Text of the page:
“To appreciate Vézelay is to watch sunlight move like a living thing across walls of stone, then suddenly create a vision of indescribable, aching beauty. It is to watch shadows deepen around a priest sitting solitary in a side chapel waiting patiently for a penitent to come for confession. It is to hear the songs of nuns echo off the vaulted ceiling and ring like bells in the human soul. David sang in the Psalms, ‘You, O Lord, will be my light; by you, my God, the dark will be made bright for me,’ and in Vézelay this is palpable.

“So many days PJ and I have brought camera equipment into the church and have seen and captured images that make me wonder if it is even us taking the pictures. It is enough to sit and watch and wait, and suddenly the shot appears, as if summoned by the Magdalene herself. It has never failed to occur, and I don’t imagine that it ever will. In September 2008, at the end of two full days of shooting in the church, I sat on the stone wall leading down to the crypt where Mary’s relics have been kept for so long, venerated by so many. The originals were destroyed in the paroxysm of the French Revolution, but new ones have been placed in this crypt and are visited to this day. I was quiet and trying to remain inconspicuous because the priest was in the side chapel of Saint Teresa of Ávila hearing confession. Every once in a while, a young man or an elderly woman would come and sit next to him on a small wooden stool. With heads huddled together they would murmur quiet words of repentance and forgiveness. At the end, a sign of blessing and then footsteps echoed on the flagstones. It seemed to me, sitting near, the church was silent and reverent, fulfilling its very purpose even if it was only a single person seeking the expiation of sins.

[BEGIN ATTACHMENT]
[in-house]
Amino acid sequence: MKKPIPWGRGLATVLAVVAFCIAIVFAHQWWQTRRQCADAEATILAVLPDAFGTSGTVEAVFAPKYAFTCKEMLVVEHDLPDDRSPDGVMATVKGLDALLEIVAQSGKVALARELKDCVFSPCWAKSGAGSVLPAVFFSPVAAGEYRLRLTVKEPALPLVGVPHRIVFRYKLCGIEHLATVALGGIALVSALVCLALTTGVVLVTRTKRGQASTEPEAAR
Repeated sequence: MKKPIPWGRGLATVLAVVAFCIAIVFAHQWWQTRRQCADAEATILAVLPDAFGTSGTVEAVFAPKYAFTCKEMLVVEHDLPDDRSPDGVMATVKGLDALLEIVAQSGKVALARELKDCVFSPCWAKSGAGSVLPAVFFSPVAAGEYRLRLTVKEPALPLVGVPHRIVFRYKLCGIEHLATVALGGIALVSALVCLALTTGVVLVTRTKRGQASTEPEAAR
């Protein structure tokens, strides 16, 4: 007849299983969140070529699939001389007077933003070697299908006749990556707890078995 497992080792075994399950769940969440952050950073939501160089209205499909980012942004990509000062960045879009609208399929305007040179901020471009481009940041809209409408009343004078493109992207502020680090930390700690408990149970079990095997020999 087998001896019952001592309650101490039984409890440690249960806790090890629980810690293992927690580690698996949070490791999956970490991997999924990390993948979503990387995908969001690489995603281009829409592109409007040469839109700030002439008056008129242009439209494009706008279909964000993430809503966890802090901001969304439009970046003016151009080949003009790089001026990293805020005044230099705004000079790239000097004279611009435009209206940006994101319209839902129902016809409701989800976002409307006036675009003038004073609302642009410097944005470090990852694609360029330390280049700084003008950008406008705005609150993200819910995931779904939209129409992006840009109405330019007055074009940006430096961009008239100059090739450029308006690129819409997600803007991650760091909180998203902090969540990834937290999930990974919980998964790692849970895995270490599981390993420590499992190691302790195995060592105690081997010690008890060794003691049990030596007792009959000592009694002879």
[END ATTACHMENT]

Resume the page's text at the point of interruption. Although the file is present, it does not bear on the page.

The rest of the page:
“In this silence, a new thought entered my consciousness, something never expressed before. With this thought came a tumult of emotions, a release of waves of images and thoughts and feelings. I suddenly understood the need for God; even if I did not acknowledge that need for myself, I knew with certainty that it existed. It was a terrifying moment, unsettling and disturbing. I struggled to lock this transient understanding firmly in my mind so as not to forget, so that it did not turn into a mere anecdote. After some time a sound entered my consciousness, emanating from the pillars, the walls, arches, from the blocks
of granite themselves. I don’t know how long I sat there, rapt, listening, as the flow coursed through me in a flood that grew in intensity. And all the while, this faint sound of music.